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Asda outsources staff to an Indian company due to cost-cutting measures

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Asda is outsourcing over 100 staff members to Mumbai-based Tata Consultancy Services (TCS), fuelling fears of potential job cuts as the supermarket’s private equity owner, TDR Capital, aims to reduce costs.

Asda outsources staff to an Indian company due to cost-cutting measures- Asda is outsourcing more than 100 staff to Mumbai-based Tata Consultancy Services (TCS), fueling fears of possible job cuts as the supermarket’s private equity owner TDR Capital looks to cut costs.

The outsourcing plan, which was revealed in an email to staff last week, will affect IT workers at Asda’s Leeds headquarters, where more than 5,000 colleagues are based.

The announcement came just a day before TDR Capital acquired Zuber Issa’s 22.5% stake in Asda, tightening its grip on the retailer and relinquishing control from the Issa brothers. Currently, more than 130 employees are involved in the outsourcing consultancy process. While Asda has not ruled out redundancies, the company declined to comment on whether jobs would be moved abroad.

The outsourcing process is expected to be completed by September, raising concerns about job losses. Nadine Houghton, national officer of the GMB union, criticized the move, saying: “Outsourcing and offshoring jobs from Asda’s headquarters means further asset stripping by TDR Capital. The GMB believes that this first round of job losses is just the tip of the iceberg.”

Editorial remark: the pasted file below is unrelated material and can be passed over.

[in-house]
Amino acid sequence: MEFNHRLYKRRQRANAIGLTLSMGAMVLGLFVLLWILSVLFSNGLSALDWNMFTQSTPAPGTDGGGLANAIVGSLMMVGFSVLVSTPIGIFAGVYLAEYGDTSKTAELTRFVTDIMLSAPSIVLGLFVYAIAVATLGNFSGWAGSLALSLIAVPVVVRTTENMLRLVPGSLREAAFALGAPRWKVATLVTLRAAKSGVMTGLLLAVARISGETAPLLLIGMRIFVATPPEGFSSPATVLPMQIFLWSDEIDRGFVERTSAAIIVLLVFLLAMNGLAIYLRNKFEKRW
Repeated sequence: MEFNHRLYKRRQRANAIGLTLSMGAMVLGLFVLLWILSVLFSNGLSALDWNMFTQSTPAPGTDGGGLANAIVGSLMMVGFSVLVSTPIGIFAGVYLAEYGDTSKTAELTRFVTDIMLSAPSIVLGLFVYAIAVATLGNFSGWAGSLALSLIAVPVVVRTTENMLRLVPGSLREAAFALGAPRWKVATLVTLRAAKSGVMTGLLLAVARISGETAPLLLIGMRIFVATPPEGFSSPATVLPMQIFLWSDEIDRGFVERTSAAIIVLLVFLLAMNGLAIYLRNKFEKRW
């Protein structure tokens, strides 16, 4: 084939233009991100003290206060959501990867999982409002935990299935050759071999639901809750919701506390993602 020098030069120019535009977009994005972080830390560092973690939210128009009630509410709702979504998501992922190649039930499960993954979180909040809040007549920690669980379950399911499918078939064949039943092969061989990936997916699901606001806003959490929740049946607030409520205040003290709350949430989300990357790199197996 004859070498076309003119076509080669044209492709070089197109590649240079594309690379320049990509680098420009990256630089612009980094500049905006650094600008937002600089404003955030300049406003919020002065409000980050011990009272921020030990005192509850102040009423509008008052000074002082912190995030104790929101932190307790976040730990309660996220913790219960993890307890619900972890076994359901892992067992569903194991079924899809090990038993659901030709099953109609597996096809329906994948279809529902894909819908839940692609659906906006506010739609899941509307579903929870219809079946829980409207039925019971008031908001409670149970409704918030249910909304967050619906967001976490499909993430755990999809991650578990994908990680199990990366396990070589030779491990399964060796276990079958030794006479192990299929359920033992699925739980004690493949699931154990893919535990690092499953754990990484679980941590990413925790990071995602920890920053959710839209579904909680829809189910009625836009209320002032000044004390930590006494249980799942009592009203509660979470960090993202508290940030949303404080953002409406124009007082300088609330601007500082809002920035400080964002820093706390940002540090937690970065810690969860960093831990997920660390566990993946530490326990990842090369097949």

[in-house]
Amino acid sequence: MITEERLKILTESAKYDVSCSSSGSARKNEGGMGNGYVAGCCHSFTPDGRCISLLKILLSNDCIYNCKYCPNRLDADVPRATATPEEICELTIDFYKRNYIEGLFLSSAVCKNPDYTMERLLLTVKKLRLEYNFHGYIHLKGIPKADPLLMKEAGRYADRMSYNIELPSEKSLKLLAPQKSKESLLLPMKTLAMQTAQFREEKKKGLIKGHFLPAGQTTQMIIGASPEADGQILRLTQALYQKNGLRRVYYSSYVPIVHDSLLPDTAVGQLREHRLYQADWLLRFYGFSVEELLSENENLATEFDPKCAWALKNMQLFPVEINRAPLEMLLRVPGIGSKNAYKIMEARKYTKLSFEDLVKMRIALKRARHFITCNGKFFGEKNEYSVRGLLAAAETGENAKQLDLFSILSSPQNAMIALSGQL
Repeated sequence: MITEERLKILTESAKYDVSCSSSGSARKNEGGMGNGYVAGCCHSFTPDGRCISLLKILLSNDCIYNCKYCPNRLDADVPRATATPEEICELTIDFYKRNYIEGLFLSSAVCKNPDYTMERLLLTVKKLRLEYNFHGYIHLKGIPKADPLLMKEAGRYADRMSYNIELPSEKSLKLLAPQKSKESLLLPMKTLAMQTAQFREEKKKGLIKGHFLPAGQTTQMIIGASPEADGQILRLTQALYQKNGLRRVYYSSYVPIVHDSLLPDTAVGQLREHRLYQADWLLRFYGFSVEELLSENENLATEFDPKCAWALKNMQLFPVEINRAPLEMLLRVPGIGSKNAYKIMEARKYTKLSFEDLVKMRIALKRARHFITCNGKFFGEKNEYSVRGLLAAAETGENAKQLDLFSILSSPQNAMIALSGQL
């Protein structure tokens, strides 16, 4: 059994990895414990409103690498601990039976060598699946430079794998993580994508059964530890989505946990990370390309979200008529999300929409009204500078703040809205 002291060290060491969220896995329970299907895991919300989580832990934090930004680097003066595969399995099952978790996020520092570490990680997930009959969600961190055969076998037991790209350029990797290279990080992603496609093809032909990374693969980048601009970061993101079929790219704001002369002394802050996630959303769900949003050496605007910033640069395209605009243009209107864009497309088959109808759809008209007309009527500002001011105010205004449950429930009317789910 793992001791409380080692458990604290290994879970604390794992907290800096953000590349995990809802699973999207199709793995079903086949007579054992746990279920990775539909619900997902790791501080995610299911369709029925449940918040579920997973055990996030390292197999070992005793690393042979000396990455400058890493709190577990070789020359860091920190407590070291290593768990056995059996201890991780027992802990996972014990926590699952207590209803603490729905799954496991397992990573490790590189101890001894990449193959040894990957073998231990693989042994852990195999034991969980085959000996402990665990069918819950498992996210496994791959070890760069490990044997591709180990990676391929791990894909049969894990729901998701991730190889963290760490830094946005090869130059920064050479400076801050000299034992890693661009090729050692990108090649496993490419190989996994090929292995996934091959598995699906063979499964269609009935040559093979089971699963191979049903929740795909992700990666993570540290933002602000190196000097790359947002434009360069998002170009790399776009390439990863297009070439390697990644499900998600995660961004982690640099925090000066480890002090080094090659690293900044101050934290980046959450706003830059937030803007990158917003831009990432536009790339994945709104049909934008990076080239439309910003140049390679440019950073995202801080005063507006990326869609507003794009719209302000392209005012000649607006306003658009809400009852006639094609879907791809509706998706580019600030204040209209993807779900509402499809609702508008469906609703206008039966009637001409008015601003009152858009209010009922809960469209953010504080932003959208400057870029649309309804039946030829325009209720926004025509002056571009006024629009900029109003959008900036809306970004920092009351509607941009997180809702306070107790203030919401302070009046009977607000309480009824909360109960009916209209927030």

Houghton added that with more than 5,000 employees at Asda House, more announcements could follow, further removing essential head office functions. Asda employees, she said, are increasingly concerned about what the future holds.

Asda’s IT operations have recently come under scrutiny following a botched system upgrade that led to thousands of employees being paid incorrectly. The supermarket has not yet resolved this wage crisis, which was first reported three months ago.

The Issa brothers, Zuber and Mohsin, bought Asda with TDR for £6.8 billion in 2021, making heavy use of debt to finance the deal. This debt burden has increased the supermarket’s borrowing costs, which MPs warned last year could affect the supermarket’s ability to cut prices. Asda has also struggled to maintain its market share, which has fallen from 14.4% three years ago to 13.1% now.

Mohsin Issa, who has led Asda’s operations since 2021, is in the process of finding a successor. Reports suggest Asda is ready to offer its new CEO a pay package of up to £10 million, potentially making him the highest-paid supermarket boss in Britain, alongside Tesco’s Ken Murphy.

An Asda spokesperson said: “We are building world-class systems in a once-in-a-generation IT transformation – Project Future – to separate Asda from Walmart’s existing systems. Project Future will deliver a step-change in our data capabilities, customer experience and competitive advantage. It is a key building block of our strategy that will set Asda up for long-term success.”

The spokesperson added that the company has opened a collective consultation with affected colleagues and will support them through the disturbing process. The three-year Project Future program is on track and will be completed by the end of this year.